On passing through easements | Inquirer Business
Property rules

On passing through easements

(First of two parts)

“We keep passing unseen through little moments of other people’s lives,” said writer and philosopher Robert M. Pirsig.


These little moments can include crossing your neighbor’s pathway to get to work, enjoying from afar the view of your neighbor’s backyard, or eavesdropping on his arguments with his partner behind a party wall. While your neighbor may dismiss you as an intruding gossipmonger/pervert, Philippine laws actually allow you to use that pathway and party wall, and enjoy the view from your home.

These rights are commonly referred to as easements or servitudes, which are encumbrances imposed to an immovable property for the benefit of another belonging to a different owner. They may also be established to benefit a community or one or more persons to whom the encumbered estate does not belong.


Easements may be continuous, discontinuous, apparent or non-apparent. Continuous easements are those which are constantly used, without the intervention of any act of man, while discontinuous easements are those used at intervals and are dependent upon the acts of man. Meanwhile, apparent easements are those made known and continually kept in view by external signs that reveal their use and enjoyment, unlike non-apparent easements, which do not show external indication of their existence.

Easements may also be classified as positive or negative. A positive easement is one which imposes upon the landowner the obligation of allowing something to be done or of doing it himself, such as allowing passersby on his pathway for their convenience. Meanwhile, a negative easement prohibits this landowner from doing something which he could lawfully do if the easement did not exist, such as constructing a building that blocks the light and view from his neighbors.

Easements are either legal, which refer to those established by law, or voluntary, which are established by the will of the owners.

Continuous and apparent easements are acquired by virtue of a title or by prescription of 10 years, which shall be reckoned from the time of possession. Thus, in positive easements, the reckoning period shall be the day on which the owner of the dominant estate, in which favor the easement was established, or the person who may have used the easement, commenced to exercise it upon the servient estate, or that which is subject to the easement. In negative easements, this period shall be counted from the day on which the owner of the dominant estate has forbidden the owner of the servient estate from executing an otherwise lawful act by means of a public instrument.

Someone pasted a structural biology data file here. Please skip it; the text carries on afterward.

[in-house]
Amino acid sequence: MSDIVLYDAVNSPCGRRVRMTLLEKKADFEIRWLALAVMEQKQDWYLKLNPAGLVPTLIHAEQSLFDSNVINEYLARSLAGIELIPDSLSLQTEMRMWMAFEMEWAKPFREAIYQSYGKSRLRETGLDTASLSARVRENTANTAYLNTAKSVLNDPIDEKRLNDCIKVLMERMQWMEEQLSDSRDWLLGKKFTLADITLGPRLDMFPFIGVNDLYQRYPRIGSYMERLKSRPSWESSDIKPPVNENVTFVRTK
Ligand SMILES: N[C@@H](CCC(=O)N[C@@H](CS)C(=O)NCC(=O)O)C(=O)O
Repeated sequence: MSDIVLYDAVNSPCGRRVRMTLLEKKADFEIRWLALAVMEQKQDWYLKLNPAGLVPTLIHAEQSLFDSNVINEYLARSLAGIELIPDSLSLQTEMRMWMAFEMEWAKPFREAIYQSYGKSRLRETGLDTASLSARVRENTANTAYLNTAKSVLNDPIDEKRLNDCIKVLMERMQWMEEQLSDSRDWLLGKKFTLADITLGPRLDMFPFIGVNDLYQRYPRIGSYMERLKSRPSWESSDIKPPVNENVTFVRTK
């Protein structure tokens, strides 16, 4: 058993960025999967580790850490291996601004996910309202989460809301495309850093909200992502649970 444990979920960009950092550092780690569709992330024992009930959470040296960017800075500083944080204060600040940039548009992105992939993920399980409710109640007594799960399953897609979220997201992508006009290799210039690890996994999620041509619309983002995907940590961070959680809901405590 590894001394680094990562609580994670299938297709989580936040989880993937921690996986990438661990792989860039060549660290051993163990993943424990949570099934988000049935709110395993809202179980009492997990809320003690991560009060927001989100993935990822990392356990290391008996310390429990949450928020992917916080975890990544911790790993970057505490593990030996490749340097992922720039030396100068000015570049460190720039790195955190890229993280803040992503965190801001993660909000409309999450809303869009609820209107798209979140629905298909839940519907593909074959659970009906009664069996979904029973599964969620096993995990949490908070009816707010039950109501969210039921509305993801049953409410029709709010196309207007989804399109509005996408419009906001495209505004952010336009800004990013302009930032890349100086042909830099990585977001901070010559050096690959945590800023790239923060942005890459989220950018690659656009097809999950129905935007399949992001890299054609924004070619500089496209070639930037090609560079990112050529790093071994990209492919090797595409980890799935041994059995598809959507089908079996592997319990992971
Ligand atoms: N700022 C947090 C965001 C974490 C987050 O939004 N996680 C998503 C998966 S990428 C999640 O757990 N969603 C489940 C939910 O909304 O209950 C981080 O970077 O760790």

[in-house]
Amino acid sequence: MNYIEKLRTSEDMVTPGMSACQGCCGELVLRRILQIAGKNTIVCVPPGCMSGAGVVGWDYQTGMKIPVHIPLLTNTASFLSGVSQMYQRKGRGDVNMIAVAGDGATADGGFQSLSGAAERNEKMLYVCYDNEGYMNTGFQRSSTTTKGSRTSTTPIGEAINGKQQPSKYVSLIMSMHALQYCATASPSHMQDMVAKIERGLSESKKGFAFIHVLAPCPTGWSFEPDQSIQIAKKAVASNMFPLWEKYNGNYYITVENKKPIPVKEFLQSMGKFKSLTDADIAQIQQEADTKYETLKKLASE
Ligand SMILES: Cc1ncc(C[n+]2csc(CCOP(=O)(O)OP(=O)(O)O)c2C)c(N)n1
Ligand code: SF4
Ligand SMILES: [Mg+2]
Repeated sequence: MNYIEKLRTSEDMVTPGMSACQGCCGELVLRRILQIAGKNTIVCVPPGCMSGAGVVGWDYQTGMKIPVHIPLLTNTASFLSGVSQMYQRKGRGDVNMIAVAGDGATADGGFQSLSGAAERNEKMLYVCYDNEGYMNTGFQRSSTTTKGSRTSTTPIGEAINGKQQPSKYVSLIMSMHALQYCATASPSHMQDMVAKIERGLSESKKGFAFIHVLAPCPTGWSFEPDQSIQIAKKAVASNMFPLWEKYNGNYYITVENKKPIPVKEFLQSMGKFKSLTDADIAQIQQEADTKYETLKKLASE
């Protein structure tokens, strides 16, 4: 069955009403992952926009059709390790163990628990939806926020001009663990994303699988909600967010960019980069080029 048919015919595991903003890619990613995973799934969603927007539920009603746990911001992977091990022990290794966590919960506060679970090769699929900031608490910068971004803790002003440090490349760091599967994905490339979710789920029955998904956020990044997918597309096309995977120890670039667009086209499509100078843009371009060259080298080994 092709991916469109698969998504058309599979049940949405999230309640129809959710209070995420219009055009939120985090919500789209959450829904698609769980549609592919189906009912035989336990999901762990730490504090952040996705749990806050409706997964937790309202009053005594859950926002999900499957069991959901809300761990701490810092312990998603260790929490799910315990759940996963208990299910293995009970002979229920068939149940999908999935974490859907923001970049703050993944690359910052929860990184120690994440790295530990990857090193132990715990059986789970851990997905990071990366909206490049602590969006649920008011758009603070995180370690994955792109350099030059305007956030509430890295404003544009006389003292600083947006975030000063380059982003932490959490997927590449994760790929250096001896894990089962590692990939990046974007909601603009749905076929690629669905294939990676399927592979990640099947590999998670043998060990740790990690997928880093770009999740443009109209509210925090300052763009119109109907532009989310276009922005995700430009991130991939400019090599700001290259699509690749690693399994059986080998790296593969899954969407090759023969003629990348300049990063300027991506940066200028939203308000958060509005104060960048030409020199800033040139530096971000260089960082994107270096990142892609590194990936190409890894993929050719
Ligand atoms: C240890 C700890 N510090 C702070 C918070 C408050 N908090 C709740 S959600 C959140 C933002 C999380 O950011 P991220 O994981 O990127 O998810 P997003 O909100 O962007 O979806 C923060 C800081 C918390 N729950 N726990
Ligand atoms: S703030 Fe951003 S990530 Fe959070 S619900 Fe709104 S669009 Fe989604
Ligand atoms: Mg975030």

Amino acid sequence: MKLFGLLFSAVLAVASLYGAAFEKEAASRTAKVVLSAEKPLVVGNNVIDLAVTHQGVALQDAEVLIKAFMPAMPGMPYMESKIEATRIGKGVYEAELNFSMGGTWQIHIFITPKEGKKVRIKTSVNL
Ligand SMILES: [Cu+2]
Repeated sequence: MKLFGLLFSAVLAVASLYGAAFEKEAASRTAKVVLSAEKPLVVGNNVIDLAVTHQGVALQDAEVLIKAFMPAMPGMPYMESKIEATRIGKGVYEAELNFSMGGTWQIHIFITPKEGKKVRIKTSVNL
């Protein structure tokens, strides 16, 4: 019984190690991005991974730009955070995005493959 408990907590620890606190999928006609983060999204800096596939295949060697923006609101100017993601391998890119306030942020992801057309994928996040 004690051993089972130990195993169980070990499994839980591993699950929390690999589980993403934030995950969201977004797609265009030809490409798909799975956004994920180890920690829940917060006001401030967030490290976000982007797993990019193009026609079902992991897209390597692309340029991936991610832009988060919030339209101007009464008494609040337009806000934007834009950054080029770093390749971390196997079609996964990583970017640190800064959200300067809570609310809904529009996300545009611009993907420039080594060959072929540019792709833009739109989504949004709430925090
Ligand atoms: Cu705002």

Meanwhile, continuous and non-apparent, and discontinuous easements may only be acquired by virtue of a title.

Absent proof of the origin of an easement which cannot be acquired by prescription, the claimant may still substantiate the same by a deed of recognition by the owner of the servient estate or by a final judgment.

Once an easement is established, all rights necessary for its use are considered granted. Moreover, the owner of the dominant estate cannot use the easement except for the benefit of the immovable originally contemplated. Neither can he exercise the easement in any other manner than that previously established.


Easements are extinguished: (a) by merger in the same person of the ownership of the dominant and servient estates; (b) by non-use for 10 years; (c) when either or both of the estates fall into such condition that the easement cannot be used, though they may be revived in accordance with the conditions stated in the Civil Code; (d) by the expiry of the term or fulfillment of the condition, in case of temporary or conditional easements; (e) by the renunciation of the owner of the dominant estate; or (f) by the redemption agreed upon between the owners of the dominant and servient estates.

Also, the form or manner of using the easement may prescribe as the easement itself, and in the same way. But if the dominant estate belongs to several persons in common, the use of the easement by any one of them prevents prescription with respect to the others.

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